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Thalassinos

Friday, May 14, 2010 3 comments
Thalassinos is well-known fish and seafood taverna in Tzitzifies, behind the Onassis Heart Hospital. Its been the darling of gourmandes in this town for a little more than two decades. Prices here have remained steady over the past few years, but fish and seafood are dear. Nonetheless, for the quality of the raw ingredients and the friendly, accommodating service, I have always felt that Thalassinos is a good deal. Lately, though, I’ve seen a slight downturn in what the kitchen prepares. I don’t know if it’s a phase. I recall better meals here, where the zeitgeist was utter simplicity. Some of the dishes we sampled on a recent visit were a bit muddled. Nonetheless, what is always the piece de resistance here is fresh shell fish and the all-Greek fish, grilled and super fresh. Other recommended dishes include: plump medium-sized Greek sardines, cooked up Salonika style, on the grill and sprinkled with raw onion and boukovo (hot pepper flakes), perfectly prepared; roasted chunky eggplant salad, with specks of green pepper and tomatoes; a potato-smoked herring salad with chopped carrots; rice and octopus salad, with a briny aftertaste that makes it perfect for ouzo; spanakorizo (spinach rice pilaf) mixed with bits of shrimp and raisins, served with a drizzling of saffron-orange sauce; seafood dolmades stuffed with rice, raisins, pine nuts and a medley of chopped seafood. Dessert is simple at Thalassinos: signature chocolate soufflé and shredded wheat pastry (kataifi) filled with cheese and topped with mastiha-favored ice cream are the best things to order. Cuisine: all the fruits of the sea. Famous fish taverna, with imaginative strokes and great ingredients. Decor: cozy and comfortable, bright room with less clutter and a summery lightness, beige walls, shutters and woodwork a seafoam green. Service: Excellent. Wine list: Excellent. house wine, Greek wines, beer, ouzo. Prices: 35-50 euro per person. Address: Irakleous and 32, Lysikratous str., Tzitzifies, Tel: 210-9404518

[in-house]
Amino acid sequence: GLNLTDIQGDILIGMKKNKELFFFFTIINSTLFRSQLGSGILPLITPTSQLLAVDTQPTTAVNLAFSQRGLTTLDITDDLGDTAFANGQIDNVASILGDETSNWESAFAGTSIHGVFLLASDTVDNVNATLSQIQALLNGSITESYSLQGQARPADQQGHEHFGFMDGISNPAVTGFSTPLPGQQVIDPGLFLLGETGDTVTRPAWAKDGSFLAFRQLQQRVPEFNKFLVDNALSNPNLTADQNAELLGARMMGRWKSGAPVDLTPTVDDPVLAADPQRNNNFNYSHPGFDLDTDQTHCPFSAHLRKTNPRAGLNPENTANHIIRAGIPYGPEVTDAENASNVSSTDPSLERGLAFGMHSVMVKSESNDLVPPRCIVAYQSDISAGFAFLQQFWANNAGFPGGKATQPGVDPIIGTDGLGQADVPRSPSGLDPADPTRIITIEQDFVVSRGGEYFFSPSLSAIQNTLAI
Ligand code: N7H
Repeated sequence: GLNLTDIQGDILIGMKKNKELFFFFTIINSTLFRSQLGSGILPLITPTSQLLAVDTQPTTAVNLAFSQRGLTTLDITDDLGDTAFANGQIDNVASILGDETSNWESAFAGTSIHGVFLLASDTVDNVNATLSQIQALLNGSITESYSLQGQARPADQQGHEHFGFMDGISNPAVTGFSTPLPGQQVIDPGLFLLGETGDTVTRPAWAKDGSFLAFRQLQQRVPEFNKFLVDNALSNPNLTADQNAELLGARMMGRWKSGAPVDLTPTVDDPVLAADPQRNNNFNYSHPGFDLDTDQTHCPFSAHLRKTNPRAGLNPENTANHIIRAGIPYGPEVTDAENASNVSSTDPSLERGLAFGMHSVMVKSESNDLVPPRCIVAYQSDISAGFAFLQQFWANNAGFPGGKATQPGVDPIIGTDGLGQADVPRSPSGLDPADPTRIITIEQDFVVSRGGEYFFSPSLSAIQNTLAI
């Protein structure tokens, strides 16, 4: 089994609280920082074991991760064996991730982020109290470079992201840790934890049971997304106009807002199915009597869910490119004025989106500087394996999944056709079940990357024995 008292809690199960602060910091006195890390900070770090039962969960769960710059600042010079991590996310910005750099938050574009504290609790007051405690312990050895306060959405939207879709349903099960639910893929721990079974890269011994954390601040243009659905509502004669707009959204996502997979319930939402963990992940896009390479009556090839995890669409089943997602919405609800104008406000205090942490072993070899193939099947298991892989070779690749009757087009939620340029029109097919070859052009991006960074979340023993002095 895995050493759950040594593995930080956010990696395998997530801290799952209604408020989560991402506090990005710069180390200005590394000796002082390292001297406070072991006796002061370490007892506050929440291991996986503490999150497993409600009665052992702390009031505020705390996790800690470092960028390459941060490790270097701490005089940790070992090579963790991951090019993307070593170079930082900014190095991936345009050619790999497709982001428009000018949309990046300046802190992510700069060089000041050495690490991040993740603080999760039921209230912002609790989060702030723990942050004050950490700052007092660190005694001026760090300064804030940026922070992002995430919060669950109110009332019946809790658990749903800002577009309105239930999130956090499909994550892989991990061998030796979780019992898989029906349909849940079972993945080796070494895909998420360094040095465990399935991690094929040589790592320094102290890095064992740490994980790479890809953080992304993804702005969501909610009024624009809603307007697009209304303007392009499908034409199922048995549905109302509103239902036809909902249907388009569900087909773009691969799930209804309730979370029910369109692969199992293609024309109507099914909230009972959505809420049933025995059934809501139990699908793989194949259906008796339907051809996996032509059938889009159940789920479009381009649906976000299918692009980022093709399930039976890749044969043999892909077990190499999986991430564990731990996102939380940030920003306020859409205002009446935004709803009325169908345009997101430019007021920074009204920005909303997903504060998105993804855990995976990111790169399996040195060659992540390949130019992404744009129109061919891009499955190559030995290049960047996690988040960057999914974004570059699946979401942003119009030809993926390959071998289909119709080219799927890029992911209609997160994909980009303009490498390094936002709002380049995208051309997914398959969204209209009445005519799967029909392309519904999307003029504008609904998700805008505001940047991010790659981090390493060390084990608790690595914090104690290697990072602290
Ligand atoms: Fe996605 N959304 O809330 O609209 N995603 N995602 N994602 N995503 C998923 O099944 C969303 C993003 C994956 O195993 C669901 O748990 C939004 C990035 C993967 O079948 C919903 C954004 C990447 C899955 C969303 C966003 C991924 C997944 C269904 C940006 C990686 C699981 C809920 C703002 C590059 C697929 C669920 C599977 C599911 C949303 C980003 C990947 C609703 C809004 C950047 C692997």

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Vinoterra Resto & Cava